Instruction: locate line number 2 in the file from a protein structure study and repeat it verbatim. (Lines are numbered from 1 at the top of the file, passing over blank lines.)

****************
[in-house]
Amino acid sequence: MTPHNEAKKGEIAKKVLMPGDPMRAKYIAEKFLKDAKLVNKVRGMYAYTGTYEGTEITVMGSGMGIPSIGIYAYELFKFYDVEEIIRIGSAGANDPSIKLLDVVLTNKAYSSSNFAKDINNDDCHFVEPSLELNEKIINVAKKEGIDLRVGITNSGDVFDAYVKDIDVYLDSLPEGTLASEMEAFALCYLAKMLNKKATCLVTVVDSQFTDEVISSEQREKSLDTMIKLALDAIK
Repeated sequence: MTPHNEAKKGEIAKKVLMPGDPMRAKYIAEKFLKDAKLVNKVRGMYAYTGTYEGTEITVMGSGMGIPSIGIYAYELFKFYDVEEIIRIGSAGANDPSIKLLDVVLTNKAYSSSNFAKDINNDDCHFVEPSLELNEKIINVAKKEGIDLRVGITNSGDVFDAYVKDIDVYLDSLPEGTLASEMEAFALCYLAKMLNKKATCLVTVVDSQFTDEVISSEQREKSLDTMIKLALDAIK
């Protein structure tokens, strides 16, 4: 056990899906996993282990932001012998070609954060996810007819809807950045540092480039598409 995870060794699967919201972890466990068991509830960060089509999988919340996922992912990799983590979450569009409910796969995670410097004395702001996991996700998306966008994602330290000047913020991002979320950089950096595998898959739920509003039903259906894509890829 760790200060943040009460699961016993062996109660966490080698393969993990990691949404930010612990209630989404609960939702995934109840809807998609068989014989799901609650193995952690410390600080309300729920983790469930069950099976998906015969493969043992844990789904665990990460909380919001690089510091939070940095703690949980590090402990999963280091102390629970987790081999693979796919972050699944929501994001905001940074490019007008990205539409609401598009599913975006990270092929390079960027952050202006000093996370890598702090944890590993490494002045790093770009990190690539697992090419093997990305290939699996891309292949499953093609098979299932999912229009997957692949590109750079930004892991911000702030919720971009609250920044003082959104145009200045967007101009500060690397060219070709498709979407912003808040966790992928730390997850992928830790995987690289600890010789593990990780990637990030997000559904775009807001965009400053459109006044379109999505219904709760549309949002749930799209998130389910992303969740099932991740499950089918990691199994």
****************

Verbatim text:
Amino acid sequence: MTPHNEAKKGEIAKKVLMPGDPMRAKYIAEKFLKDAKLVNKVRGMYAYTGTYEGTEITVMGSGMGIPSIGIYAYELFKFYDVEEIIRIGSAGANDPSIKLLDVVLTNKAYSSSNFAKDINNDDCHFVEPSLELNEKIINVAKKEGIDLRVGITNSGDVFDAYVKDIDVYLDSLPEGTLASEMEAFALCYLAKMLNKKATCLVTVVDSQFTDEVISSEQREKSLDTMIKLALDAIK